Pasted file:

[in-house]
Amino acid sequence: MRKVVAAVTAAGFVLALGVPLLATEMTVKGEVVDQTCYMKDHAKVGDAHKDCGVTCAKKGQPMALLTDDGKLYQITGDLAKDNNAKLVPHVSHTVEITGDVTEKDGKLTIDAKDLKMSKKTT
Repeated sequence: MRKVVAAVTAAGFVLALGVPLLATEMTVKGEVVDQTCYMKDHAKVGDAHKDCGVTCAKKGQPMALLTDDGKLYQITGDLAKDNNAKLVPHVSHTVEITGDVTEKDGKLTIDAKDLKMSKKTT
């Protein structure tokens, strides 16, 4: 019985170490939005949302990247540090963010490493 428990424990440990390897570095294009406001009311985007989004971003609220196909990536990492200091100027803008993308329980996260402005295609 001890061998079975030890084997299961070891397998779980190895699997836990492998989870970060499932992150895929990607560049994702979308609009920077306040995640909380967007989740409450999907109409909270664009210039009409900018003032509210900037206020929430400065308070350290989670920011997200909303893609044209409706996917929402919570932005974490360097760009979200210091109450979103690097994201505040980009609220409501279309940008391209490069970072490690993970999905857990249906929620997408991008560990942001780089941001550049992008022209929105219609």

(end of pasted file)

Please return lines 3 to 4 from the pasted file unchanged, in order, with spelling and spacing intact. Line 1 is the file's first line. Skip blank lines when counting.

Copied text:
Repeated sequence: MRKVVAAVTAAGFVLALGVPLLATEMTVKGEVVDQTCYMKDHAKVGDAHKDCGVTCAKKGQPMALLTDDGKLYQITGDLAKDNNAKLVPHVSHTVEITGDVTEKDGKLTIDAKDLKMSKKTT
């Protein structure tokens, strides 16, 4: 019985170490939005949302990247540090963010490493 428990424990440990390897570095294009406001009311985007989004971003609220196909990536990492200091100027803008993308329980996260402005295609 001890061998079975030890084997299961070891397998779980190895699997836990492998989870970060499932992150895929990607560049994702979308609009920077306040995640909380967007989740409450999907109409909270664009210039009409900018003032509210900037206020929430400065308070350290989670920011997200909303893609044209409706996917929402919570932005974490360097760009979200210091109450979103690097994201505040980009609220409501279309940008391209490069970072490690993970999905857990249906929620997408991008560990942001780089941001550049992008022209929105219609």